Q: How would the owner know the lots had been merged?

A: For the most part, municipalities did not periodically go through their land records to see whether any contiguous lots had come into common ownership. Action on an involuntary merger generally happened when an owner applied for a building permit and was informed that their contiguous lots had been automatically merged under the zoning ordinance. Sometimes that information was shared with the tax collector and assessors so the tax map could be changed, sometimes not. It created a lot of confusion for everyone.

Most often, the merger was brought to light when an owner had multiple substandard lots, one of which already had a house on it, and then applied for a building permit to construct a home on another one. It would come as an unwelcome surprise when the owner was informed that the other lots could not be built upon because they no longer existed as separate lots. Once an involuntary merger had occurred, the owner had to apply for subdivision approval to separate them again. RSA 674:39-a. As you may imagine, it was often very difficult to get approval to subdivide property back into lots that would not meet current minimum lot sizes. This left many unhappy owners holding one larger lot instead of separate house lots which could each be built upon. Particularly in waterfront areas, this had the effect of reducing the potential value of the land because it could not be used to build any more homes.

Q: Even if owners are unhappy with this situation, why does it matter? Our zoning ordinance imposes plenty of limits that some owners don’t like.

A: Until recently, there was no indication in the law or court cases that involuntary merger provisions were problematic. They have existed for decades and had been enforced without legal difficulty. However, the law changed in 2010 and 2011 in very significant ways.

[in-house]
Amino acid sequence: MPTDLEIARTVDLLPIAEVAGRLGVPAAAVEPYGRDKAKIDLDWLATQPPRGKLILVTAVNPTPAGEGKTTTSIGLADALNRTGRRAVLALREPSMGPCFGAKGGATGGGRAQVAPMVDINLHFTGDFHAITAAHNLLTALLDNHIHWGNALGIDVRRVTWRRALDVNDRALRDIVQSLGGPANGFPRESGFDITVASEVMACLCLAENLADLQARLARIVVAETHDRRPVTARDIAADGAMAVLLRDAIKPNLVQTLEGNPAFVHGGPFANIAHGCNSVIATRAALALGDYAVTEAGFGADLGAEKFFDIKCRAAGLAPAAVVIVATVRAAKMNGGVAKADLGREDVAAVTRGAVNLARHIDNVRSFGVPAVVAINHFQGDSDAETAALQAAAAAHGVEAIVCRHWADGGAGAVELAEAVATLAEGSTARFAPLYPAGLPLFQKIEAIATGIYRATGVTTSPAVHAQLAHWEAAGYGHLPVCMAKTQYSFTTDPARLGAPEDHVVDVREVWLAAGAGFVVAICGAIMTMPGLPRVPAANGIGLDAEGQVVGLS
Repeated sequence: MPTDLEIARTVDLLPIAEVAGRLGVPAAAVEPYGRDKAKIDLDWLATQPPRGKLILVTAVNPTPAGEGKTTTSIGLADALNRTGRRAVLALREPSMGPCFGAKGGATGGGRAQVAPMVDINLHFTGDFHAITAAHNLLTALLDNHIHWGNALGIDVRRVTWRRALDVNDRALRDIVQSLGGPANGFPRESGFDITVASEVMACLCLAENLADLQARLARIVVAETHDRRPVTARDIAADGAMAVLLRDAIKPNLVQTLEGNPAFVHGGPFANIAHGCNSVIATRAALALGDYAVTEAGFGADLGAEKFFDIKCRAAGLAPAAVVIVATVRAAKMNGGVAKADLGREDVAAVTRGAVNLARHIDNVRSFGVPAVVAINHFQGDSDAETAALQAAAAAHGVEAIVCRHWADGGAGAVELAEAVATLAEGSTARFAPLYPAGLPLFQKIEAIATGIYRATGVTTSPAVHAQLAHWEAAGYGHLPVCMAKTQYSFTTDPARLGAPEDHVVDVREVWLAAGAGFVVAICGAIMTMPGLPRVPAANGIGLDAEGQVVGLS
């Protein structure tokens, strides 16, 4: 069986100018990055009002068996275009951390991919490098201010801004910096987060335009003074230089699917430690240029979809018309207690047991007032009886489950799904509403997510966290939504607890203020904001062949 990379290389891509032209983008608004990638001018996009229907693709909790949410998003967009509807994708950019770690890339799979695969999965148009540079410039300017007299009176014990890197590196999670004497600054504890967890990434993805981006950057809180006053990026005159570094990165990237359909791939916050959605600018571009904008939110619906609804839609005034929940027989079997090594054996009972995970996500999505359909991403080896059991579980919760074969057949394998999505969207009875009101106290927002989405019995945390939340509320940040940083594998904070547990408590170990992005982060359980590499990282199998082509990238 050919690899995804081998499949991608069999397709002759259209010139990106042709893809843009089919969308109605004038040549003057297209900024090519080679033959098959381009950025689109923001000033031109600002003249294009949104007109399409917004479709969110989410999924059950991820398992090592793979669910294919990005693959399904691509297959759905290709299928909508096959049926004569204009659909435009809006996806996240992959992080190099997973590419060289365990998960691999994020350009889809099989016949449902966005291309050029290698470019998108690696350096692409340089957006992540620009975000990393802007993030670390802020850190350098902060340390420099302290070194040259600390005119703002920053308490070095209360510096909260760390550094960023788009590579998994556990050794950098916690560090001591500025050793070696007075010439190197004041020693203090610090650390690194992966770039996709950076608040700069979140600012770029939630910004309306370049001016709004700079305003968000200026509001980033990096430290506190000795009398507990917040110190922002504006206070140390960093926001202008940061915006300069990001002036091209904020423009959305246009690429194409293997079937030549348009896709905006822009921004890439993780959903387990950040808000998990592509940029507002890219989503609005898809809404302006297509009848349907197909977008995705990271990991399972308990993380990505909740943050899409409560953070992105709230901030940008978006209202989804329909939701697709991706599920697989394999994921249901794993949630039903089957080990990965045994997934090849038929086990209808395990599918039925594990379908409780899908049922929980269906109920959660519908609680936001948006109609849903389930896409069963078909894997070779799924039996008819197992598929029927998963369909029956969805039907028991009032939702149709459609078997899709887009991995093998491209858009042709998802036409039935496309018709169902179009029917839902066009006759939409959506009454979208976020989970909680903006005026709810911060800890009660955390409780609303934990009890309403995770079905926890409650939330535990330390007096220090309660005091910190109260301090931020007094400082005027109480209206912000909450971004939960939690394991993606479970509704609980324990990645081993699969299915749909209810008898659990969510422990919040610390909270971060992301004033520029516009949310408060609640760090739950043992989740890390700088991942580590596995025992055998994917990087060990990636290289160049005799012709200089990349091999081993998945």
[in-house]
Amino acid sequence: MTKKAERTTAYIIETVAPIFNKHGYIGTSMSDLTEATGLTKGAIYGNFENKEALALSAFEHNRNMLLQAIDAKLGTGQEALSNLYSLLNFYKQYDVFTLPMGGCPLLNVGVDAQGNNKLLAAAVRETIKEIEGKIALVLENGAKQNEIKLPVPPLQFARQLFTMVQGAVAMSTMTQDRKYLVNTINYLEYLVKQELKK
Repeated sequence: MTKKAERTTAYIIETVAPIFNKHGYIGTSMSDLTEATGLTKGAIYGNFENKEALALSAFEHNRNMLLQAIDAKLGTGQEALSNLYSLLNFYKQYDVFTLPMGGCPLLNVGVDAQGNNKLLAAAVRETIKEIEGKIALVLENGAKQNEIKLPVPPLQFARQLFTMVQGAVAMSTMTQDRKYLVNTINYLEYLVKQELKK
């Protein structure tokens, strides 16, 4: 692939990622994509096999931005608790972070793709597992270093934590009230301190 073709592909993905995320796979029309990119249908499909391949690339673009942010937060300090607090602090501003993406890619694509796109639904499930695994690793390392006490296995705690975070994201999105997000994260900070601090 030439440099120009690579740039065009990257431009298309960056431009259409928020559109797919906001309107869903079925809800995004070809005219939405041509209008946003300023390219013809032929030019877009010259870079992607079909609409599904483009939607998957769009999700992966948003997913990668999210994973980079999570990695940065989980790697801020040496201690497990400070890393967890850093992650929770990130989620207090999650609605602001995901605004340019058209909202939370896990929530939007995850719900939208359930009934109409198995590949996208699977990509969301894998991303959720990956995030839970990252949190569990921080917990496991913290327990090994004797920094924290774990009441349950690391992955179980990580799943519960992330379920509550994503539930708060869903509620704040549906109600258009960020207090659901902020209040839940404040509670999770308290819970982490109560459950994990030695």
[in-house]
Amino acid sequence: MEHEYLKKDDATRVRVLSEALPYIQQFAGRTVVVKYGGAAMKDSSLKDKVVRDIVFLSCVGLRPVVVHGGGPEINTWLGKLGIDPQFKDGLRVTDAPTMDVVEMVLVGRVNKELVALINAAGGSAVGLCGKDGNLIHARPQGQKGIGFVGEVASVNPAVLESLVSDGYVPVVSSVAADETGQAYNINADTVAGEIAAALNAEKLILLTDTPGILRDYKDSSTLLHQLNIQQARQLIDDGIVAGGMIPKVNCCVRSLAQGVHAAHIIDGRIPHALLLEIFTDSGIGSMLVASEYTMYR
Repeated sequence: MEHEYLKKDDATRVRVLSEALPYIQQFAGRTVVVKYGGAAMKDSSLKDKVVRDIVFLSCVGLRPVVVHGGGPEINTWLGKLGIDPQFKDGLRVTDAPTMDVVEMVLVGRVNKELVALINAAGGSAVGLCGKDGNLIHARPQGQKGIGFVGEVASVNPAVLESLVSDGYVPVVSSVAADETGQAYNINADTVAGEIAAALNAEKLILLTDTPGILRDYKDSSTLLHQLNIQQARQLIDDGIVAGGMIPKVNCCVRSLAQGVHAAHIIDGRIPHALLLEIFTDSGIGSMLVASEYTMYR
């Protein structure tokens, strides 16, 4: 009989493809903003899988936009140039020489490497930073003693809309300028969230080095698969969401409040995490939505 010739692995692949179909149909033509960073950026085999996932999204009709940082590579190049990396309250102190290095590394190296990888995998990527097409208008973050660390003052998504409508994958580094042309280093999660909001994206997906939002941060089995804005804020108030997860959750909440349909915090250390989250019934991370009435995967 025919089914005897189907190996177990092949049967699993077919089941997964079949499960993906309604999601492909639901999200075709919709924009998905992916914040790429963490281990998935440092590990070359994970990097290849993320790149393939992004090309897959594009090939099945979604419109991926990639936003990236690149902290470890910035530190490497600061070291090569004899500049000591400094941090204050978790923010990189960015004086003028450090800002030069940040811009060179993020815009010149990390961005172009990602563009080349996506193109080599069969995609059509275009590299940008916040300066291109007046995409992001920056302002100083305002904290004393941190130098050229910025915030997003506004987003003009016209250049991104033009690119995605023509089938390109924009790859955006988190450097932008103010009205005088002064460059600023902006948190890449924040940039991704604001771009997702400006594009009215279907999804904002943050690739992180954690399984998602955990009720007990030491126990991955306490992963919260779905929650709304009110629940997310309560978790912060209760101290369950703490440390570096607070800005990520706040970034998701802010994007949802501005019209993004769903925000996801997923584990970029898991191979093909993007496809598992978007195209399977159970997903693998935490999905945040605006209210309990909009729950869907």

Q: What is the law now?

A: In short, involuntary mergers are no longer legally enforceable, and owners whose lots have been involuntarily merged have an opportunity to restore the former lot lines.

The first change occurred in 2010, when RSA 674:39-a was amended to add the following sentence: “No city, town, county or village district may merge preexisting subdivided lots or parcels except upon the consent of the owner.” It became effective on September 18, 2010. In other words, no involuntary merger provision may be legally added to a zoning ordinance now, and those in existence were no longer enforceable after the effective date of the law.

The other change occurred in 2011, when a new section of the law was added. Effective as of July 24, 2011, the new RSA 674:39-aa provides an opportunity for owners to reverse an involuntary merger. If two or more lots were involuntarily merged before September 18, 2011, the owner may request that the municipality unmerge them to restore the prior lot lines. RSA 674:33-aa, II. The request must be submitted to the governing body (rather than the planning board), and if the merger was involuntary, the selectmen must grant the request. At that point, all zoning and tax maps must be updated to show the individual lots. If the unmerged lots are undersized or otherwise don’t conform to the now-current zoning ordinance, they are still considered preexisting nonconforming lots.